A new species of sea anemone, Antennapeachia jambio sp. nov., was collected off Jogashima, central Japan. The presence of a single, strong siphonoglyph and physa-like aboral end, and the absence of the sphincter muscle classify this sea anemone within the family Haloclavidae. Two antenna tentacles and non-paired microcnemes categorize it into genus Antennapeachia, where only Antennapeachia setouchi Izumi and Yanagi, 2016 was included. However, unlike A. setouchi, A. jambio has two more marginal tentacles and two macrocnemes between ventral directives and ventro-lateral mesenteries. On the basis of details of these new characters of Antennapeachia, the diagnosis of the genus was revised to accommodate both species.
Haplocotyle japonica n. gen., n. sp. (Monogenea: Microbothriidae) is described from the skin and gill cavity of Rhinobatos hynnicephalus Richardson, 1846 (Elasmobranchii: Rajiformes: Rhinobatidae) in the Seto Inland Sea off Hiroshima Prefecture and the southern Sea of Japan off Fukuoka Prefecture, Japan. The new genus is closely related to Dermophthirioides Cheung and Nigrelli, 1983, Dermophthirius MacCallum, 1926, Dermopristis Kearn, Whittington, and Evans-Gowing, 2010, and Pseudoleptobothrium Young, 1967 in common morphological features (i.e., the anterior extremity of the oötype having a tetrahedral shape, the anterior aperture of a bell-shaped pharynx, and the structure of the male copulatory organ) but differs from the latter four genera by the presence of a single testis and an ovary not looping the intestinal caeca. The phylogenetic analysis based on 28S rDNA sequences suggests that the new species shows affinity with Dermophthirius and Dermopristis. All currently known species of Microbothriidae Price, 1936 are listed, and a key to 12 genera, including Haplocotyle n. gen., of the family is provided.
We describe a new capitellid species, Mastobranchus uru sp. nov., from a tidal flat on Iriomote Island, Okinawa, southern Japan. This species differs from its three congeners in having capillary chaetae only on the notopodia in chaetiger 1 and in the number and arrangement of teeth on hooks. We also provide for this new species a barcode nucleotide sequence from the mitochondrial 16S rRNA gene.
A new species of hesionid polychaetes, Leocratides kimuraorum sp. nov., is described based on material collected from the Shima Peninsula and Sagami Bay (middle Honshu, Japan), as well as museum specimens collected from Sagami Bay, Suruga Bay, and Shirahama. Leocratides kimuraorum sp. nov. is the third species in this genus and can be discriminated from the two congeners, L. filamentosus Ehlers, 1908 and L. ehlersi (Horst, 1921), by i) the length of the antennae, which are as long as palps, ii) the presence of pharyngeal terminal papillae, and iii) the absence of a papillose peristomial membrane. On the other hand, L. filamentosus, originally described from off Western Sumatra, Indonesia, was also collected from Sagami Bay, and represents a new record of this species for Japanese waters. Partial mitochondrial cytochrome c oxidase subunit I gene sequences from the holotype of L. kimuraorum sp. nov. and newly collected specimen of L. filamentosus are provided for reliable species identification in the future.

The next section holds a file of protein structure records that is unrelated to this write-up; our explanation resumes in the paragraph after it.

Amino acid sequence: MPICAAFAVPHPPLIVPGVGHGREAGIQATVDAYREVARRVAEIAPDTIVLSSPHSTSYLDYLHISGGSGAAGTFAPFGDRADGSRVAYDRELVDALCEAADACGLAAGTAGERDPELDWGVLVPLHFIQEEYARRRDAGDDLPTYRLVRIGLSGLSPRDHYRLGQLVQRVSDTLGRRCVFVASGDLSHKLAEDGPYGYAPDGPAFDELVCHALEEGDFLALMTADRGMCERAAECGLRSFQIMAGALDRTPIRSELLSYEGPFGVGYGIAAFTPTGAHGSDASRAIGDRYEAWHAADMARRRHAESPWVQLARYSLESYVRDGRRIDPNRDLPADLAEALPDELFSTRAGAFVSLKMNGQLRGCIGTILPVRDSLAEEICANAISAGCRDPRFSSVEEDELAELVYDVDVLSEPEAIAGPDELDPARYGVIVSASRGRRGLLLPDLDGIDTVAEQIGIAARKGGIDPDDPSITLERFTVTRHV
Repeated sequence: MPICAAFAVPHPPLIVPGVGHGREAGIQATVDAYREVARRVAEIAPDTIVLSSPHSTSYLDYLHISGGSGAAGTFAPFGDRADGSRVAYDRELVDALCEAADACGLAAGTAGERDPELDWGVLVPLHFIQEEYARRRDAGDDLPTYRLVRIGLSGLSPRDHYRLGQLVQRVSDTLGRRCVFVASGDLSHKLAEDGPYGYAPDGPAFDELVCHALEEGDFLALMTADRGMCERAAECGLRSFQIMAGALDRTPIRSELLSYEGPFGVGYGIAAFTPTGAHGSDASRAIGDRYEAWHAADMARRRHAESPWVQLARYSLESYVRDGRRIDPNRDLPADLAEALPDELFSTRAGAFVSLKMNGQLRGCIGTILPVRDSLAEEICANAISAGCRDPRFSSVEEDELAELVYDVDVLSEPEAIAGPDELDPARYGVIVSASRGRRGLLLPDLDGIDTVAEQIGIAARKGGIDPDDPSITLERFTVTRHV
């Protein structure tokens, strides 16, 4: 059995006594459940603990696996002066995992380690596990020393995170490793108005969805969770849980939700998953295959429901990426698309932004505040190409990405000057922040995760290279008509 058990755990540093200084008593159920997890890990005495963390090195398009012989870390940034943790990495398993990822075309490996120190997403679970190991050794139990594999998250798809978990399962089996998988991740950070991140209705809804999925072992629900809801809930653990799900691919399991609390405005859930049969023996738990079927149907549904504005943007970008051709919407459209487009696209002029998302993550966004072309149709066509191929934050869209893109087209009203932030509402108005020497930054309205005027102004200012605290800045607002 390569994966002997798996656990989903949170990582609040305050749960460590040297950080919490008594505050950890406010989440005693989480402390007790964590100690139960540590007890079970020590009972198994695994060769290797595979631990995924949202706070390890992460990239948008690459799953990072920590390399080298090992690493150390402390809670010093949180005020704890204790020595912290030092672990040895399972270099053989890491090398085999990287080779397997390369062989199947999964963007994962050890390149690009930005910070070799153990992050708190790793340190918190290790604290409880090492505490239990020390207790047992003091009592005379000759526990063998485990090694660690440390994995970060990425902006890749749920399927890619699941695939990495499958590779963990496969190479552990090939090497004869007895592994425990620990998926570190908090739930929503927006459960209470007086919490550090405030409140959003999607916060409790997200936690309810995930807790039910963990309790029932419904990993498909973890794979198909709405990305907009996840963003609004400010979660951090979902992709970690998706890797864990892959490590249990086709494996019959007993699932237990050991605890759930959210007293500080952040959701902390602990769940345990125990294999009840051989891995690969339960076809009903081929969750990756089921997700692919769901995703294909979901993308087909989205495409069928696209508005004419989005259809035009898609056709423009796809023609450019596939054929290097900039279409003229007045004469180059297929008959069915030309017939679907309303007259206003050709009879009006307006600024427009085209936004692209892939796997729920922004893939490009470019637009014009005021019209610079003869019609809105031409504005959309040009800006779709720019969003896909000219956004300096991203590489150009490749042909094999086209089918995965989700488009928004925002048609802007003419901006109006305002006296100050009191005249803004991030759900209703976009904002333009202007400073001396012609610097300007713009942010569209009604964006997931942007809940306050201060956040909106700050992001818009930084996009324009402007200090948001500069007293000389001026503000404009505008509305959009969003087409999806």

A quadrannulate leech species, Orobdella meisai sp. nov., from southern Taiwan is described. This new species is characterized by its camouflage coloration, which is unique among the known Orobdella species. Orobdellameisai is the second species of the genus to be described from Taiwan. Phylogenetic analyses using nuclear 18S rRNA, histone H3, mitochondrial cytochrome c oxidase subunit I, tRNACys, tRNAMet, 12S rRNA, tRNAVal, 16S rRNA, tRNALeu and NADH dehydrogenase subunit 1 markers showed that O. meisai and another Taiwanese species, O. ketagalan Nakano and Lai, 2012, formed a supported clade. According to the results of the morphological examination and the phylogenetic position of O. meisai, morphological-phylogenetic relationships of this species and close congeners are briefly discussed.
A new species of free-living marine nematode, Oncholaimus langhovdensis sp. nov., is described from the intertidal zone of Langhovde (near Syowa Station), Dronning Maud Land, East Antarctica. It closely resembles 11 congeners in the conico-cylindrical tail shape present in males and amphid and excretory pore positions, short spicules, and Demanian system structure present in females. However, it mainly differs from these congeners in body size, de Man’s ratios, tail length and shape, and Demanian system structure present in females. Oncholaimus langhovdensis sp. nov. also resembles four congeners known only by females, but it can be distinguished from them based on the tail length and uvette position. In addition to O. langhovdensis sp. nov., two undescribed species (Tripyloididae gen. sp. and Axonolaimidae gen. sp.) and four unidentified species (Sphaerolaimus sp., Oncholaimidae gen. sp., Comesomatidae gen. sp., and Chromadorida fam. gen. sp.) were found from the same locality.
Female and male specimens of Doridicola similis Ho and Kim, 2001 (Copepoda: Poecilostomatoida: Rhynchomolgidae) from the gills of the loliginid squid Sepioteuthis sp. (called shiro-ika) (Cephalopoda: Myopsida: Loliginidae) in coastal Pacific waters of central Japan are described as a new country record. This collection represents the second record of D. similis and expands its distribution range from the Gulf of Thailand (type locality) northeast to the western North Pacific Ocean off central Japan.